Under Section 2.1 of the lease, the term and Moran's obligation to pay base rent and additional rent was to "begin on the earlier of (i) the day [Moran] opens for business with the public in the Leased Premises, or (ii) the one hundred twentieth (120th) day following acceptance by [Moran] of possession of the Leased Premises as provided for in Article 4 hereof . . ." Section 4.3 in turn obligated Moran to accept possession upon JCC's completion of certain improvements to the leased premises.

The other relevant provision of the lease is Section 6.2, which is captioned "Use of Common Facilities." After setting forth various obligations of JCC in that regard, it contains a separate paragraph that, in solid capital letters, provides:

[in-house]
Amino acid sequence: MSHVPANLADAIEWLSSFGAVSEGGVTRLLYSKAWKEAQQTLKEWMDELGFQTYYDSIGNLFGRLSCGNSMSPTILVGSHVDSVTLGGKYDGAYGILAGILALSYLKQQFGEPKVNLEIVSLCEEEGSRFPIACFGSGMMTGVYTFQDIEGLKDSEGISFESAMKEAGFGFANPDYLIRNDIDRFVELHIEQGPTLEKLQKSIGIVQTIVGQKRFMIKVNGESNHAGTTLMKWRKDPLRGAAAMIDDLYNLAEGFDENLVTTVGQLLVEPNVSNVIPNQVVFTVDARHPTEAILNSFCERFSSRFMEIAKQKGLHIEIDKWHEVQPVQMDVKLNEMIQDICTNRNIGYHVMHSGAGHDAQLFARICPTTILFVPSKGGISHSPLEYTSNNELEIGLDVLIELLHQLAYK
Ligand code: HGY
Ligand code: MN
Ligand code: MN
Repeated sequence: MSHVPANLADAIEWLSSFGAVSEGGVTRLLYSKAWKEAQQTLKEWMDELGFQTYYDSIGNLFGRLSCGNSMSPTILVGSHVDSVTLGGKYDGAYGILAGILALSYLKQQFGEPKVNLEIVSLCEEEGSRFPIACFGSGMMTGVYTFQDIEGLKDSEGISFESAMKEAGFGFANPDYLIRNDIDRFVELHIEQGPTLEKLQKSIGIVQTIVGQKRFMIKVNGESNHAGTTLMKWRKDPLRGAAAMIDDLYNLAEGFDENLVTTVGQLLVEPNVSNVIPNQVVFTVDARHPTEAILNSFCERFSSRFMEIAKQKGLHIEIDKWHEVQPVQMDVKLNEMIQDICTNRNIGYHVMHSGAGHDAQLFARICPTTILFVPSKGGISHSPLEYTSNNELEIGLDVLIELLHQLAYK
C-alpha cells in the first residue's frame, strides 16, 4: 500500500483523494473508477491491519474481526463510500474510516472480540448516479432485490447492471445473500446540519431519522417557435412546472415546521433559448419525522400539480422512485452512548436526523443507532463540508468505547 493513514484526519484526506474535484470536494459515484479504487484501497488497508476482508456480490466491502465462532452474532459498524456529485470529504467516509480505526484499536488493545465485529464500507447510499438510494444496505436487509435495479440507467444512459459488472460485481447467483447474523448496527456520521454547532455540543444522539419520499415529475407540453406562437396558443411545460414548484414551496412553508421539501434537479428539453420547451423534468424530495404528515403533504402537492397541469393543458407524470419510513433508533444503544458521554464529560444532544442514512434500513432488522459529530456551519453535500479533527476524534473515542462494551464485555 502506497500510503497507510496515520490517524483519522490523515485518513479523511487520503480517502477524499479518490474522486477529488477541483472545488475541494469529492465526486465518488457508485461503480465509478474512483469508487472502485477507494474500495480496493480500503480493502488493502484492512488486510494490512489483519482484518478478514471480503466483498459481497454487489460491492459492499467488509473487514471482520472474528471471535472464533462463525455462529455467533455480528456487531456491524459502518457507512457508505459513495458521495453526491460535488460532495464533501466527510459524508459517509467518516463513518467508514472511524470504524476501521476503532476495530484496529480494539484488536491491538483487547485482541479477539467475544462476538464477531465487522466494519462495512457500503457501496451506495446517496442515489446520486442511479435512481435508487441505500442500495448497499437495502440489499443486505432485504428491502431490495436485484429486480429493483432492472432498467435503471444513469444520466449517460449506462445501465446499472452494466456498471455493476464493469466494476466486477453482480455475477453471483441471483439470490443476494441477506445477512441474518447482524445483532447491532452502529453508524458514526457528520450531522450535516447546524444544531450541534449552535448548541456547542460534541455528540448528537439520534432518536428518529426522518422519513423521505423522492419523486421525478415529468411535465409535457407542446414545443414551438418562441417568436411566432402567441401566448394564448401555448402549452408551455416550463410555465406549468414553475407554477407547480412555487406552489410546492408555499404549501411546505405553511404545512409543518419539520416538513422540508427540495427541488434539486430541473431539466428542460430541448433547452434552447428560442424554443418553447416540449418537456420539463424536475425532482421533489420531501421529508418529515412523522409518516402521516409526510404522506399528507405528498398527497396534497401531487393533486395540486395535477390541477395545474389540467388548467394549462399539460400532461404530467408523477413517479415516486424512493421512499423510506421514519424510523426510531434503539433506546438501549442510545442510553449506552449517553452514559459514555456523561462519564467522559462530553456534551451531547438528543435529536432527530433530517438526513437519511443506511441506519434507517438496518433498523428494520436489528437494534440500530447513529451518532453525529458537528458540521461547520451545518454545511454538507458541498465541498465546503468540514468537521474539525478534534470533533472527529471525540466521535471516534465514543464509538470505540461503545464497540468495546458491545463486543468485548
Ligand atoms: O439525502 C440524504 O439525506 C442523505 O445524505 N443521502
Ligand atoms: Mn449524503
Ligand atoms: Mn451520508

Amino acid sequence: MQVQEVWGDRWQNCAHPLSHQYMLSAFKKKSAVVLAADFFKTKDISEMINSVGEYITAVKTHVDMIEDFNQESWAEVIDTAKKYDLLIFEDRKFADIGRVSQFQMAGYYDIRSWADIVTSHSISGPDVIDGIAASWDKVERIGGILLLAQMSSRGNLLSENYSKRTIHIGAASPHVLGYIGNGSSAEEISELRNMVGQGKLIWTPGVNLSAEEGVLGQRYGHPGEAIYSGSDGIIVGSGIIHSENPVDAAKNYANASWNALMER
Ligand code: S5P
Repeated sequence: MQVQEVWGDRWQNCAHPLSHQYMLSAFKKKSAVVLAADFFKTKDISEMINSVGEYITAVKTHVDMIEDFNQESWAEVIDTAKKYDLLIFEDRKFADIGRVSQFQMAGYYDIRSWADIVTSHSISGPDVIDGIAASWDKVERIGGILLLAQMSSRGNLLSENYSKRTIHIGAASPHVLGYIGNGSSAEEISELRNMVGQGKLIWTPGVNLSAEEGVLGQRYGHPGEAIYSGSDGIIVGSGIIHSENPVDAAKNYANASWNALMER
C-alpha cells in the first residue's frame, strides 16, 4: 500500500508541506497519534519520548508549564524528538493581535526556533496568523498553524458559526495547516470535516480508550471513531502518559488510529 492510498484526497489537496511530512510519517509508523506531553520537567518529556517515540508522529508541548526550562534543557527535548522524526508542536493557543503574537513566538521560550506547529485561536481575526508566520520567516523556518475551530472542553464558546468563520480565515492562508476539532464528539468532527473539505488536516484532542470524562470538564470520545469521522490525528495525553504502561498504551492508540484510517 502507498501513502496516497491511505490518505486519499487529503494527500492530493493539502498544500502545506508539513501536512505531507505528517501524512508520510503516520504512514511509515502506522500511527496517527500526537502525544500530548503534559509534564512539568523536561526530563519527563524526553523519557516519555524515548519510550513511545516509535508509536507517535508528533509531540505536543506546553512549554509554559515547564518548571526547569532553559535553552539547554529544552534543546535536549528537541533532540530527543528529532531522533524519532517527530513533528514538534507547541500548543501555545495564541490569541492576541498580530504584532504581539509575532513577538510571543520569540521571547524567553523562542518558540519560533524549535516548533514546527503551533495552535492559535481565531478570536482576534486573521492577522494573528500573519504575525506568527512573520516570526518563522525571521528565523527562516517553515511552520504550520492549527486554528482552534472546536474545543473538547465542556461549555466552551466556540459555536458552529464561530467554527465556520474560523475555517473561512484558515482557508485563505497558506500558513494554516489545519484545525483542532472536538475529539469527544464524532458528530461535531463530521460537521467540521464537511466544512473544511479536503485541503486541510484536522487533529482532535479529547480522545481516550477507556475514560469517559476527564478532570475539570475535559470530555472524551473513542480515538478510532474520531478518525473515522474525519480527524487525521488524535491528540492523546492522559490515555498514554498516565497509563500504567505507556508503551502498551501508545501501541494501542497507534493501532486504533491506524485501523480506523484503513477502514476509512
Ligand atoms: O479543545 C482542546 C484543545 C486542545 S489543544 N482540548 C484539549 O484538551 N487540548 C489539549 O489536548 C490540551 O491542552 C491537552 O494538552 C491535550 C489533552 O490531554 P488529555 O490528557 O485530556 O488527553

"NOTWITHSTANDING ANYTHING HEREIN TO THE CONTRARY, LESSEE [MORAN] SHALL NOT HAVE ANY OBLIGATION, EXPRESS OR IMPLIED, TO OPEN ANY BUSINESS AT THE LEASED PREMISES, TO REMAIN OPEN FOR BUSINESS IN THE EVENT A BUSINESS IS OPENED AT THE LEASED PREMISES, TO REOPEN FOR BUSINESS IN THE EVENT A BUSINESS IS OPENED AT THE LEASED PREMISES AND THEN CLOSES, OR OTHERWISE TO CONDUCT ANY BUSINESS AT THE LEASED PREMISES."

Subsequent Events